9 Ways to Make Your Home More Comfortable for a Senior Dog, According to Veterinarians
As your pet enters their golden years, home adjustments may be necessary in order to promote a better quality of life or decrease their chance of injury.
Being a dog owner is filled with a lifetime's worth of joy, but one of the hardest parts of this rewarding responsibility is watching your canine grow older. Whether your pup has been a part of your family for years or you recently adopted an older dog, it's important to make your home more comfortable as your pet enters their senior years.
If you notice that your dog has trouble performing tasks they normally complete with ease, it may be time to make some adjustments to your home. "Aging pets and people are not dissimilar. Common health concerns include mobility issues, cognitive decline, vision impairment, and incontinence," says Carly Fox, DVM, senior veterinarian at Schwarzman Animal Medical Center. "It’s best to observe your aging pet at home and see if they have trouble rising, jumping, or going on walks."
There are many ways you can make your home more comfortable for a senior dog, from installing ramps to investing in an orthopedic bed. Not only will these adjustments promote a better quality of life for your canine, but they also decrease the chance of injury and help relieve pain as your pet ages.
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Cover Hardwood Floors
If your pet has trouble standing up or walking on slippery surfaces, you may want to consider covering these trouble spots to protect your dog from muscle strain or injury. "Hardwood can be difficult for dogs to get a grip on and they tend to slip," says Gary Richter, DVM, author of Longevity for Dogs and founder of Ultimate Pet Nutrition. "A good way to manage this is to use area rugs or yoga mats. You can buy yoga mats in large rolls and then cut them to create pathways in the house for the dog to comfortably walk on."
Buy an Orthopedic Bed
Does your dog love sleeping on your bed or the couch, but now struggles to jump up? An orthopedic bed is a great alternative. "These beds offer additional cushioning and ease of entry," says Dr. Fox. "The cushion is not only more comfortable, but prevents the formation of pressure sores, which are not uncommon in aging dogs due to decreased mobility and muscle mass."
Stairs can be difficult for aging pets, but installing ramps can help make getting up and down them easier. "If your home has a short staircase that they need to use frequently, a small non-slip ramp over the stairs may also improve their ability to get up the steps independently," says Whitney Miller, DVM, MBA, DACVPM, chief veterinarian at Petco. "However, for very large staircases, this may not be practical or safe, and it is best for them to be carried (if small) or spend their golden years on one level of the house."
Buy Elevated Dog Bowls
Some older dogs have difficulty lowering their neck to eat or drink water. Elevated dog bowls will help reduce this strain. Alternatively, you can prop up their current water and food dishes. "Make sure the elevation is not too high, which can lead to similar discomfort," says Dr. Fox. "The maximum height of an elevated dog bowl should be 6 inches below their chest for larger dogs and 3 inches for smaller dogs."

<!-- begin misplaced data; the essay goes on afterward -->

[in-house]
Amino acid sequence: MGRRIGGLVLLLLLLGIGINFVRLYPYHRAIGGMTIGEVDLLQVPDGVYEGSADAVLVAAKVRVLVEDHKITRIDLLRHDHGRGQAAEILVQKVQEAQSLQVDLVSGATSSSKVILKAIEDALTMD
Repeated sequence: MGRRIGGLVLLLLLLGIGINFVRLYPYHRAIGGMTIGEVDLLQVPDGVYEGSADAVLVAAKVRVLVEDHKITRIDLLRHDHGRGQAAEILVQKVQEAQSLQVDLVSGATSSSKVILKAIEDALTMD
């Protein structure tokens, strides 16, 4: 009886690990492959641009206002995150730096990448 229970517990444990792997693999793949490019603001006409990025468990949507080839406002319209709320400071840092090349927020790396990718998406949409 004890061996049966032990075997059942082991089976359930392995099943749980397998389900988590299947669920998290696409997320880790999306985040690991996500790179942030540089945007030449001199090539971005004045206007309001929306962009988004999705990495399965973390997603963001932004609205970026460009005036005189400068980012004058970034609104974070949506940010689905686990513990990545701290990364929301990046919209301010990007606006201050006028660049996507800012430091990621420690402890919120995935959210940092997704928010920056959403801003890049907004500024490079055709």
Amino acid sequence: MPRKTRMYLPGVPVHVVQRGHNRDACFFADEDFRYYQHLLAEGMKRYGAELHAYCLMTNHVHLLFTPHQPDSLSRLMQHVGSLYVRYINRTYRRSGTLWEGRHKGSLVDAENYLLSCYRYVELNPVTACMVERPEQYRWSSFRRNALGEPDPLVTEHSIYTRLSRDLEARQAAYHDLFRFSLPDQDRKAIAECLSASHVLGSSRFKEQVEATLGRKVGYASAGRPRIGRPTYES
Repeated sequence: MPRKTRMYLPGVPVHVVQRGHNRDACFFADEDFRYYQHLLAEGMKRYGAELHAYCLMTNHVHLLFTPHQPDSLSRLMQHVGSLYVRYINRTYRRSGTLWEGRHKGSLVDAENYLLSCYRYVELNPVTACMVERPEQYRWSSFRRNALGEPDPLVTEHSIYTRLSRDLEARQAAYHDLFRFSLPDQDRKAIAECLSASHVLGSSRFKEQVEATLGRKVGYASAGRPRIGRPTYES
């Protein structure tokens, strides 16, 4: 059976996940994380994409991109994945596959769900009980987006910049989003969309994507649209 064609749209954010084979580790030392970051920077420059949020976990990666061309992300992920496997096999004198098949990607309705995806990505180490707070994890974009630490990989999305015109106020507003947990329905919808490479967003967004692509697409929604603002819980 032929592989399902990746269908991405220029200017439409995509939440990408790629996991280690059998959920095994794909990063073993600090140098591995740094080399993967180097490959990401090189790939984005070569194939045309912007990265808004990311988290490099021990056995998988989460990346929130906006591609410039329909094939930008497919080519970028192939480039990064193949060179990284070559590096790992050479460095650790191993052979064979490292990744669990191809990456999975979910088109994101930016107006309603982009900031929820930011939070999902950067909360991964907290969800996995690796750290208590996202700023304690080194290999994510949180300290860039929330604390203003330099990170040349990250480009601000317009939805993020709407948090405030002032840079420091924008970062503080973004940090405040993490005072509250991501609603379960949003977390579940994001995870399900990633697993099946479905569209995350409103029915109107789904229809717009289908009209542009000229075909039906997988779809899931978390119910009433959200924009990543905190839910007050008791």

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Install Gates in Danger Zones
There may be a few places on your property that are dangerous for a senior pet. Keep them safe by installing baby gates in those areas. For example, if you have stairs that you don't want your dog to walk up or down, a baby gate can prevent them from trying them alone. "You can also place a dog gate to block access to certain rooms in the home when you are not directly supervising your pet," says Dr. Fox. "If you have a pool, gating the pool or preventing unsupervised access to outside is essential to prevent drowning."
Modify Their Sleeping Arrangement
While you shouldn't dramatically change the location of your dog's preferred sleep spot, there are some ways you can make the area more comfortable and accessible to them. "For example, you can add an orthopedic dog bed, make sure there are no drafts or extreme heat, and add a water and food bowl in close proximity to where your pet is sleeping," says Dr. Fox. "If your pet enjoys sleeping on a couch or cushy chair, you can add a ramp to make it more accessible to them."
Install Dog Stairs
Like ramps, dog stairs can be helpful for getting your senior pet onto their favorite hard-to-reach areas. "Stairs can help dogs get onto surfaces that are too hard to jump onto, such as the owner's bed, the couch, or even the car," says Dr. Richter. "If the dog likes to be on these surfaces and getting onto them is becoming difficult, stairs can be a good option." Keep in mind, though, that it will require some training to get your dog accustomed to using stairs like these.
Use Night Lights
Some elderly dogs may begin to get confused in the dark due to vision and hearing impairment, but leaving a few guiding lights on can help. "As pets age, they can develop difficulty seeing due to nuclear sclerosis and cataracts," says Dr. Fox. "This impairment can be exacerbated at night. Providing night lights in the area where they sleep or frequent can be helpful to prevent injury and make them feel safe.”
Use Dog Shoes
Dogs with orthopedic or neurologic impairments can benefit from wearing shoes, as they provide traction and prevent slipping. "There are many different types of shoes available and choosing the correct ones may take some trial and error," says Dr. Fox. "Dogs are not used to wearing shoes, so it's likely it will take time for your pet to get used to them." While shoes are helpful, you don't want to leave them on all the time; your pet's feet need to get some air to prevent discomfort or infection. If your pet struggles more with shoes on, then modifications like adding yoga mats or carpeting may be ideal.